4 types of insurance fraud to look out for in 2014
In the U.S., more than 7,000 insurance companies rake in more than $1 trillion in premiums each year. Within such a massive industry, criminals file fake claims and find loopholes to collect cash. And insurance fraud affects honest consumers - as insurance fraud escalates each year, it drives up rates for everyone.
The FBI estimates the total cost of insurance fraud, not including health insurance, is more than $40 billion each year, which may lead to about $400 to $700 per year in increased premiums for the average U.S. family.
Consumers should look out for five types of insurance fraud -- home, auto, property, medical and small business -- and take steps to stay protected.
4 types of insurance fraud to watch out for in 2014
1. Fraudulent contractors.
Homeowners should be wary when contractors knock on doors after severe weather strikes, says Frank Scafidi, spokesman for the National Insurance Crime Bureau. Traveling contractors who request money upfront could be planning to scam you. According to the Better Business Bureau, fraudulent contractors were in the top 10 consumer cons for 2013.
The fraudulent contractors will urge you to get busy making repairs before supplies disappear and will say your insurance covers the repairs, Scafidi says.
These con artists are also known as "storm chasers" and they may show up after severe hail storms, hurricanes or tornadoes.
And storm chasers can be very creative when they try to con you. "Watch out if (the contractors) say they want to inspect your roof," Scafidi says. "They may gouge the tiles to make it look like real hail damage or use shoddy materials to do repairs."
2. Fake car crashes.
In urban areas, fake car crashes and auto-injury claims add up to more than $5 billion per year nationwide, says Jim Quiggle, director of communications for the Washington, D.C.-based Coalition Against Insurance Fraud.
Here's how it works: You're driving at a relatively low speed when the car in front of you stops suddenly and you rear end it. The car is packed with passengers who are coached how to lie about painful back and neck injuries in order to pull in thousands of claim dollars in chiropractic tests and treatment.
Many times, the cases are part of a "crash ring," which involves fake witnesses, doctors and lawyers. Doctors bill insurance companies using counterfeit medical records, and lawyers threaten to sue the insurance companies unless they pay the bills.
"It puts the insurance companies between a rock and a hard place to challenge these dishonest bills or face the possibility of an expensive civil suit in front of a potentially sympathetic jury," Quiggle says.
3. Health insurance and medical fraud.
Medical fraud and fake health insurance claims are some of the most lucrative fraud schemes, particularly the "slip-and-fall" routine. This is when a consumer falsely claims that he or she fell inside a business and should receive reimbursement for medical bills, Scafidi says. They may even sue for emotional distress and lost earnings.
Fortunately, many stores have good surveillance cameras, and the video often shows the person looking around and pretending to fall, which reveals the scam, he says.
Medical fraud is so lucrative — about $70 billion annually — that the National Insurance Crime Bureau began establishing medical fraud task forces in 2002. Eight task forces now exist in the U.S. Medical fraud is particularly common in Florida, New York and Michigan and is extending into states such as Minnesota and Kentucky.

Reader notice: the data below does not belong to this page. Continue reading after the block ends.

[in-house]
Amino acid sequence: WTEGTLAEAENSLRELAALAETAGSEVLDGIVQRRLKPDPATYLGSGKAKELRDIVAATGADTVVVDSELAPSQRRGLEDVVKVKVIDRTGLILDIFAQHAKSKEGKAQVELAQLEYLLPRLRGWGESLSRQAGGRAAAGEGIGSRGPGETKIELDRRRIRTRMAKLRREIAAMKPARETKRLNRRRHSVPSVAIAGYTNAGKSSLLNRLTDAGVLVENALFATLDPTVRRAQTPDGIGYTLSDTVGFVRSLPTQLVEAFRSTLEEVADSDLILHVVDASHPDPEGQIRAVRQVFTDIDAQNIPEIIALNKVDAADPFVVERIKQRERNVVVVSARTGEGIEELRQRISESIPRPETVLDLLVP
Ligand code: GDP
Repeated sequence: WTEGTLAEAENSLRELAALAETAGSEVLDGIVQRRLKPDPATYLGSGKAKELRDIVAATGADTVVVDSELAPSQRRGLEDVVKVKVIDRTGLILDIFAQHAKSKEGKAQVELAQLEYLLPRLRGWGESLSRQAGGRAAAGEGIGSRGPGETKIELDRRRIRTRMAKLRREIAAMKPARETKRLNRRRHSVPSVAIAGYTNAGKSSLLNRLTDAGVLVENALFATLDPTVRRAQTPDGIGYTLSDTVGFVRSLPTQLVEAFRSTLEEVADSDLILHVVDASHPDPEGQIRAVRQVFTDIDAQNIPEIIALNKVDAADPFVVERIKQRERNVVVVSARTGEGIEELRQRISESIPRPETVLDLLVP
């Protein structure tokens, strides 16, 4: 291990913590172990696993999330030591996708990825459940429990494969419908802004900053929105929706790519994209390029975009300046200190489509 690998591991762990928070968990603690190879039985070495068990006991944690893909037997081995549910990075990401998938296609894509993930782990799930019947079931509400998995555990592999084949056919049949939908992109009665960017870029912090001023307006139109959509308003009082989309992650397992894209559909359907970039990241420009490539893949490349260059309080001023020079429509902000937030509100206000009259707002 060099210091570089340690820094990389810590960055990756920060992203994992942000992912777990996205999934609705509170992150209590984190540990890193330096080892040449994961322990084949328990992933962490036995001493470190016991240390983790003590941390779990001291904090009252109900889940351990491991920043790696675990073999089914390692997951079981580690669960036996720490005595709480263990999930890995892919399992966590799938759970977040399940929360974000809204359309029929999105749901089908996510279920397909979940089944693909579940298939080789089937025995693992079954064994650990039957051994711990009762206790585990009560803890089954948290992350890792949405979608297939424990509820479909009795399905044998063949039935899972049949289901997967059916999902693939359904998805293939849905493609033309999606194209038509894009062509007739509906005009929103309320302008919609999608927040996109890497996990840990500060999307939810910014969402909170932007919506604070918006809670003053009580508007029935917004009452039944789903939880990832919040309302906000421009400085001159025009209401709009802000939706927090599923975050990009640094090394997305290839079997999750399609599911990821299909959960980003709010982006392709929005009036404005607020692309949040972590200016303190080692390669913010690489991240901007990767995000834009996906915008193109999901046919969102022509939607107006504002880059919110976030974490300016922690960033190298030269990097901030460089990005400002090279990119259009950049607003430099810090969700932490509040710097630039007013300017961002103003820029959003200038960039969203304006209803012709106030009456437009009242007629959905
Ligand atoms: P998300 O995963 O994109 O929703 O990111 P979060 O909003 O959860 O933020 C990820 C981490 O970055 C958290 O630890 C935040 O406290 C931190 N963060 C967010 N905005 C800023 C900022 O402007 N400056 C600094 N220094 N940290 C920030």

With the implementation of the Affordable Care Act, con artists are playing on the misinformation about health insurance requirements, Quiggle says.
"Crooks are cold-calling people and saying the new law requires them to sign up for a new and nonexistent national Obamacare card," he says. "Then they ask the consumer for a Social Security number, bank number and credit card number to get registered -- all the tools needed to steal your identity and ruin you financially."
4. Business insurance fraud.
Experts are seeing a trend of small businesses carrying out workers' compensation fraud, where they try to avoid paying full state-required workers' compensation premiums for their employees. Workers' compensation fraud is especially prevalent in high-risk professions, such as contracting and construction.
Sometimes the businesses claim fewer workers or classify workers under a different job title. High-risk jobs such as roofers, for example, are sometimes classified as desk clerks for the lower premiums, Quiggle says.
In New York City alone, about 50,000 construction workers are paid off the books or misclassified as independent contractors, according to the Coalition Against Insurance Fraud. Nationwide, workers' compensation fraud adds up to $500 million each year, the Coalition reports.
The number of employers involved in workers' compensation fraud is difficult to track because states generally audit less than 2 percent of employers a year, according to the U.S. Government Accountability Office.
What to do if you suspect fraud
If you suspect you're being set up, capture details of the scene and inform the authorities.
- If you've been in a car accident and witnesses show up suddenly, use your phone's camera to snap photos of the people, car damage and license plates, Scafidi says. "First and foremost, inform your insurance company about what didn't look right and follow their advice," he says. "It may help them put a picture together for other activity they're seeing in the region."
- Call the National Insurance Crime Bureau hotline at 800-835-6422.
- Contact your state insurance regulator to report suspicions.
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